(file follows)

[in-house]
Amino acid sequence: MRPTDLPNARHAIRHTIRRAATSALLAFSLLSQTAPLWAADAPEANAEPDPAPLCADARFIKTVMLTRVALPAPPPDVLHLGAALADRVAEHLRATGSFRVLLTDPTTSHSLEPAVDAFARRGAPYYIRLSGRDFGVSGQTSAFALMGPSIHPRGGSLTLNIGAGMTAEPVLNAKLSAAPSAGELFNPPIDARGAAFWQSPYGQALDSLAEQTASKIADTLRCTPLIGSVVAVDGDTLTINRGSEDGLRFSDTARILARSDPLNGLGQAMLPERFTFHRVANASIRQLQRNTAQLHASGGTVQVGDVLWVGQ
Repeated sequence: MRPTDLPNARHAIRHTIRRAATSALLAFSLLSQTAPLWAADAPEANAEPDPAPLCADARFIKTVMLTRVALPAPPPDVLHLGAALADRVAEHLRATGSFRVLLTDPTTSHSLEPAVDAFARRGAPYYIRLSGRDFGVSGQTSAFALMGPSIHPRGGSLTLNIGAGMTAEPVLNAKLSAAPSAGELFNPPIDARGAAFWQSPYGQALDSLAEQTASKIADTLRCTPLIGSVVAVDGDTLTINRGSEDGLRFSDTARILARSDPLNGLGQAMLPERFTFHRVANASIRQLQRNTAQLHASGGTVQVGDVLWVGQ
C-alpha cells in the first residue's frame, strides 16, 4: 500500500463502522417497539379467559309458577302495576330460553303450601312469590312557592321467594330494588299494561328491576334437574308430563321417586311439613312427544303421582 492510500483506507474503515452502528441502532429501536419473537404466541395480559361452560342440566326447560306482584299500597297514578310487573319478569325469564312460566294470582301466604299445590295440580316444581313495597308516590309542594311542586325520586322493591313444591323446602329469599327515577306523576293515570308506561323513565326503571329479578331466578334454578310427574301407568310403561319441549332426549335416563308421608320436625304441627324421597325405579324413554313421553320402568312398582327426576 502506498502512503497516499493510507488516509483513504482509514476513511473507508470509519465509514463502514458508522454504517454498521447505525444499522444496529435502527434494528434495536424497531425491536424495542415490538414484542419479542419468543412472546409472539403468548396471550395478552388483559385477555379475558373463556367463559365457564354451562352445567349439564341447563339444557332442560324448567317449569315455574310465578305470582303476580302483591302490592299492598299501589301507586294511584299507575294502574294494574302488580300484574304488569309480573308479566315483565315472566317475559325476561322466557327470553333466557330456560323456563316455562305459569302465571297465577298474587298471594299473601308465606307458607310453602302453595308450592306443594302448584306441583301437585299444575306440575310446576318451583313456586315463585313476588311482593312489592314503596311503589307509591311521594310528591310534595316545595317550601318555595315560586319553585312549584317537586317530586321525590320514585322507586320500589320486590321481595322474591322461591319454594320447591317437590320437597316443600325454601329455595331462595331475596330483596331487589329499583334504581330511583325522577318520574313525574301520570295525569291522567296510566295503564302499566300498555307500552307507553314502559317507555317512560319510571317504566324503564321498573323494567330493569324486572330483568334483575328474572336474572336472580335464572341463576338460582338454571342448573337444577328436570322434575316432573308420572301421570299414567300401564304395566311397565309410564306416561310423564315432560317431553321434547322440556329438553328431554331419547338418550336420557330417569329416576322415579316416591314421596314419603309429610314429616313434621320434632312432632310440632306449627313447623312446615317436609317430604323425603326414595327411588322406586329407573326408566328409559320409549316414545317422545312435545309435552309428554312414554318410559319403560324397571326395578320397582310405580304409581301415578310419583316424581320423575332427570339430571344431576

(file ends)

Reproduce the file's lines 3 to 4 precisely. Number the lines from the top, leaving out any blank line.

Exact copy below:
Repeated sequence: MRPTDLPNARHAIRHTIRRAATSALLAFSLLSQTAPLWAADAPEANAEPDPAPLCADARFIKTVMLTRVALPAPPPDVLHLGAALADRVAEHLRATGSFRVLLTDPTTSHSLEPAVDAFARRGAPYYIRLSGRDFGVSGQTSAFALMGPSIHPRGGSLTLNIGAGMTAEPVLNAKLSAAPSAGELFNPPIDARGAAFWQSPYGQALDSLAEQTASKIADTLRCTPLIGSVVAVDGDTLTINRGSEDGLRFSDTARILARSDPLNGLGQAMLPERFTFHRVANASIRQLQRNTAQLHASGGTVQVGDVLWVGQ
C-alpha cells in the first residue's frame, strides 16, 4: 500500500463502522417497539379467559309458577302495576330460553303450601312469590312557592321467594330494588299494561328491576334437574308430563321417586311439613312427544303421582 492510500483506507474503515452502528441502532429501536419473537404466541395480559361452560342440566326447560306482584299500597297514578310487573319478569325469564312460566294470582301466604299445590295440580316444581313495597308516590309542594311542586325520586322493591313444591323446602329469599327515577306523576293515570308506561323513565326503571329479578331466578334454578310427574301407568310403561319441549332426549335416563308421608320436625304441627324421597325405579324413554313421553320402568312398582327426576 502506498502512503497516499493510507488516509483513504482509514476513511473507508470509519465509514463502514458508522454504517454498521447505525444499522444496529435502527434494528434495536424497531425491536424495542415490538414484542419479542419468543412472546409472539403468548396471550395478552388483559385477555379475558373463556367463559365457564354451562352445567349439564341447563339444557332442560324448567317449569315455574310465578305470582303476580302483591302490592299492598299501589301507586294511584299507575294502574294494574302488580300484574304488569309480573308479566315483565315472566317475559325476561322466557327470553333466557330456560323456563316455562305459569302465571297465577298474587298471594299473601308465606307458607310453602302453595308450592306443594302448584306441583301437585299444575306440575310446576318451583313456586315463585313476588311482593312489592314503596311503589307509591311521594310528591310534595316545595317550601318555595315560586319553585312549584317537586317530586321525590320514585322507586320500589320486590321481595322474591322461591319454594320447591317437590320437597316443600325454601329455595331462595331475596330483596331487589329499583334504581330511583325522577318520574313525574301520570295525569291522567296510566295503564302499566300498555307500552307507553314502559317507555317512560319510571317504566324503564321498573323494567330493569324486572330483568334483575328474572336474572336472580335464572341463576338460582338454571342448573337444577328436570322434575316432573308420572301421570299414567300401564304395566311397565309410564306416561310423564315432560317431553321434547322440556329438553328431554331419547338418550336420557330417569329416576322415579316416591314421596314419603309429610314429616313434621320434632312432632310440632306449627313447623312446615317436609317430604323425603326414595327411588322406586329407573326408566328409559320409549316414545317422545312435545309435552309428554312414554318410559319403560324397571326395578320397582310405580304409581301415578310419583316424581320423575332427570339430571344431576